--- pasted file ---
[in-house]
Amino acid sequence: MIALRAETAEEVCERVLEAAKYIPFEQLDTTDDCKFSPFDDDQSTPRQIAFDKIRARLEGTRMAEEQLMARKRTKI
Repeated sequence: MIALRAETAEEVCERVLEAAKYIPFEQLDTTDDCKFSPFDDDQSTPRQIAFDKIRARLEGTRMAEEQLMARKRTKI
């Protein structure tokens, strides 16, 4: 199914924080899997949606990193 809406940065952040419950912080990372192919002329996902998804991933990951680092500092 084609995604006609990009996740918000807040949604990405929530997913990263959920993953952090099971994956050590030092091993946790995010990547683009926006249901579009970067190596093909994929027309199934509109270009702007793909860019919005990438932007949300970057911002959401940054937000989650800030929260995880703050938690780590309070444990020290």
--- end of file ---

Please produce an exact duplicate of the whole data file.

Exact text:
[in-house]
Amino acid sequence: MIALRAETAEEVCERVLEAAKYIPFEQLDTTDDCKFSPFDDDQSTPRQIAFDKIRARLEGTRMAEEQLMARKRTKI
Repeated sequence: MIALRAETAEEVCERVLEAAKYIPFEQLDTTDDCKFSPFDDDQSTPRQIAFDKIRARLEGTRMAEEQLMARKRTKI
């Protein structure tokens, strides 16, 4: 199914924080899997949606990193 809406940065952040419950912080990372192919002329996902998804991933990951680092500092 084609995604006609990009996740918000807040949604990405929530997913990263959920993953952090099971994956050590030092091993946790995010990547683009926006249901579009970067190596093909994929027309199934509109270009702007793909860019919005990438932007949300970057911002959401940054937000989650800030929260995880703050938690780590309070444990020290």